# How signed number stored in c/c++ language? [closed]

Either in 2's complement form or in 1's complement form?

## closed as off-topic by Evil, Discrete lizard♦, Yuval Filmus, David Richerby, vonbrandMay 16 '18 at 15:38

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• 2's complement form – r.k May 12 '18 at 15:06
• C/C++ standard does not specify how to store integers, but for usual implementation, they are stored in 2's complement form. Anyway, language-specific question is off-topic here. – xskxzr May 12 '18 at 15:14
• There's also signed-magnitude with a +0 and a -0, and a fourth, weird one. All allowed by the C standard. – gnasher729 May 12 '18 at 15:20
• @gnasher729: The C standard lists only three possible significances for the sign bit, listed in §6.2.6.2¶2. Where did you get a fourth possibility? – rici May 12 '18 at 17:41

# Integers

The C and C++ standards do not completely specify how integers are stored in memory. C aimed to be platform-independent and at the time of its creation there were a wide variety of different conventions used. C++, being an extension of C, inherited this behavior.

However, nowadays all systems I am aware of store integers in 2's complement form, where the first bit of each number stores the sign.

# Floating-point numbers

The C and C++ standards do not completely specify how floating-point numbers are stored in memory. C aimed to be platform-independent and at the time of its creation there were a wide variety of different conventions used. C++, being an extension of C, inherited this behavior.

However, nowadays all systems I am aware of adhere to the IEEE 754 standard (or possibly some minor variation thereof). In particular, the standard describes a bit layout known as binary32 for 32-bit floating point numbers:

• The first bit stores the sign.
• The next eight bits store the exponent $e$ (this can be in the form of either a signed integer or an unsigned but biased integer).
• The next 23 bits store the mantissa $m$, representing the bits of a number in the range $[0,1)$.

In most cases, this represents the value $m\times 2^e$, though there are many exceptions (such as negative zero, signed infinities, and denormalized numbers).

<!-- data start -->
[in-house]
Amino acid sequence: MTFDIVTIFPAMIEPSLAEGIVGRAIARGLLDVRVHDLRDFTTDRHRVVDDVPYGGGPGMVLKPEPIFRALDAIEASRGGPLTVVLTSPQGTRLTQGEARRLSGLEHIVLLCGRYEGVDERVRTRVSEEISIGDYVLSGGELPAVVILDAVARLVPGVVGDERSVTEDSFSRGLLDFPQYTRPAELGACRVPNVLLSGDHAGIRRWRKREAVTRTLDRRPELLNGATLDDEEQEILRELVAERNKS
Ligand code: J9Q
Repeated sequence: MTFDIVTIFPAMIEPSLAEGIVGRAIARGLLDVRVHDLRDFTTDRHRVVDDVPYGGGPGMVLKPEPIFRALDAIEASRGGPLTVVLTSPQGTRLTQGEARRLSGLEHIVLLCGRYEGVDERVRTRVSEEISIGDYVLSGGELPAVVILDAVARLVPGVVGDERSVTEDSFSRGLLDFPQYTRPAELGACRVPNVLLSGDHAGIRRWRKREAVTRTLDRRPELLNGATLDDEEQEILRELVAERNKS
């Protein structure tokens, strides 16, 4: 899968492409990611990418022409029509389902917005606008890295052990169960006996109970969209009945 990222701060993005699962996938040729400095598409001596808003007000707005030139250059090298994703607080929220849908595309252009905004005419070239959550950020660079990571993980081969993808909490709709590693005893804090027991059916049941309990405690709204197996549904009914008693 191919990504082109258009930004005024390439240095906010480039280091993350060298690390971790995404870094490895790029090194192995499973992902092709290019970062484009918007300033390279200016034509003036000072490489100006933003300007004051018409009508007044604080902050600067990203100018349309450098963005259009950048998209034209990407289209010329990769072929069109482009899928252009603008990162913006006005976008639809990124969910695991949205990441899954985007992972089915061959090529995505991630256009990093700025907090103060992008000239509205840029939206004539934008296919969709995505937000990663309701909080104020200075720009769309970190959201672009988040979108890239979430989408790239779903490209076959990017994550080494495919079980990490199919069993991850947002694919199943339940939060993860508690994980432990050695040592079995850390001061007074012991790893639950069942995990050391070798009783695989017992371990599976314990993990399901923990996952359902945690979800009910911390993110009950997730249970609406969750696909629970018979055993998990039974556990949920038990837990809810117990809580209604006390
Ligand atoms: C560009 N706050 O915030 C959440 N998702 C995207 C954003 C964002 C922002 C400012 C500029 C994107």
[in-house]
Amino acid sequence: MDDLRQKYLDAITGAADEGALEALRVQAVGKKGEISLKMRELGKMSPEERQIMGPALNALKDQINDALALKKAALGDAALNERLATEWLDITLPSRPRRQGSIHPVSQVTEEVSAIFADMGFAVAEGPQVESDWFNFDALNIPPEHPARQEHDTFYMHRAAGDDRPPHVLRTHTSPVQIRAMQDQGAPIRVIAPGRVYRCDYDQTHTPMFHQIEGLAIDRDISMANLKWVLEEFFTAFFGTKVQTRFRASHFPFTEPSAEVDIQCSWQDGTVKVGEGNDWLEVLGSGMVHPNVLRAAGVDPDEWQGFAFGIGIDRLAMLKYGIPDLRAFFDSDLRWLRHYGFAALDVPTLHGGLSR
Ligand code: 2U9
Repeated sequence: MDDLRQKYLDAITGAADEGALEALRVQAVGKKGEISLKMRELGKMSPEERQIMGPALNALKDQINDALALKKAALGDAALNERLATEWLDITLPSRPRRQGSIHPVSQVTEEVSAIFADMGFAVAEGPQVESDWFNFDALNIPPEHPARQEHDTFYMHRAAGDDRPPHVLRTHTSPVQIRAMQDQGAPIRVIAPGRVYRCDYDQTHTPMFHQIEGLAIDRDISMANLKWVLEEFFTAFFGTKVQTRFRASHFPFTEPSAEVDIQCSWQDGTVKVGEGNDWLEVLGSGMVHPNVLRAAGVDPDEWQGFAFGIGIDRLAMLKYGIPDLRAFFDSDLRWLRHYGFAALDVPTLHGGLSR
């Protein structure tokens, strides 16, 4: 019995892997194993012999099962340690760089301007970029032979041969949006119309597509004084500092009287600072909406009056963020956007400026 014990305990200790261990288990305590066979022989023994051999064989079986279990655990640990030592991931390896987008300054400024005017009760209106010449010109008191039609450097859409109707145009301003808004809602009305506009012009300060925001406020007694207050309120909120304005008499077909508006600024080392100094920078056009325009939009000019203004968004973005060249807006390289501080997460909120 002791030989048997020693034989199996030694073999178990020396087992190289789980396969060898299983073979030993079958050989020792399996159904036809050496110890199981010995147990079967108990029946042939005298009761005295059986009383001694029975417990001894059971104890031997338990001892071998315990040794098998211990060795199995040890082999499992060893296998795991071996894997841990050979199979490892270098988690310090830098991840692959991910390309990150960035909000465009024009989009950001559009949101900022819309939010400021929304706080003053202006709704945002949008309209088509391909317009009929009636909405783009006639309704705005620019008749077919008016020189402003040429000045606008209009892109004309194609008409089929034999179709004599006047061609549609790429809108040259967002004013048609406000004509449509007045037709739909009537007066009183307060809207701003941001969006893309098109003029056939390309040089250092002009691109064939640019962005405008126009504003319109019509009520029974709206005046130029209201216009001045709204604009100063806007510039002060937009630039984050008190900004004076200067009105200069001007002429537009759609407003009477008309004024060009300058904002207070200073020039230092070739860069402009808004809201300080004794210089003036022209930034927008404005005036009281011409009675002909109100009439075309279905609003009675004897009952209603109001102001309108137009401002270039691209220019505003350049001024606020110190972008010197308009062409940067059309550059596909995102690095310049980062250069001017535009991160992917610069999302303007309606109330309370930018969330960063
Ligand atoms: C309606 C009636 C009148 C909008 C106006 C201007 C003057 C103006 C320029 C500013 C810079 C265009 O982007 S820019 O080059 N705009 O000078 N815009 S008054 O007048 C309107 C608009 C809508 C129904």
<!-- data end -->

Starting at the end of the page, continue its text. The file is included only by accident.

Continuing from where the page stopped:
Floating-point arithmetic is very complicated, and the IEEE 754 standard prescribes the exact value that calculations should return, so processors generally handle it correctly. However, attempting to reach into the guts of a floating point number (e.g. via casting a float* to an char* and then assigning to its referent) is still undefined behavior in C, meaning that compilers can assume valid programs will never do it for optimization purposes.

• The C standard does define how integers are stored, in §6.2.6.2¶2. It leaves the implementation with some options: how many bits, how many unused (padding) bits, and whether the sign bit being one should cause the data bits to be interpreted as being the complement, the inverse, or the absolute value. There is also a specification of the minimum number of meaningful bits (but not the maximum). – rici May 12 '18 at 17:46
• Also, you can cast a float* (or any other object pointer type) to char* and examine the values of individual bytes. You can copy the individual bytes and copy them back. What you cannot do is change the values of the individual bytes. – rici May 12 '18 at 17:49
• @rici Perhaps it's just me, but that doesn't really sound like "defining how integers are stored". Certainly that wouldn't be enough to confidently do memory hacks that depend on the layout of integers and expect them to be platform-independent. – Noncontextual Spelling May 13 '18 at 3:42
• It's not a full definition, to be sure. But neither is it a complete lack of specification, and it is possible to discover quite a bit about the representation. I would certainly not have objected to "do not completely specify how...". It's perhaps also worth noting that the fixed width types intN_t are completely specified, although they are optional. (So they are completely portable between implementations which have them.) – rici May 13 '18 at 4:12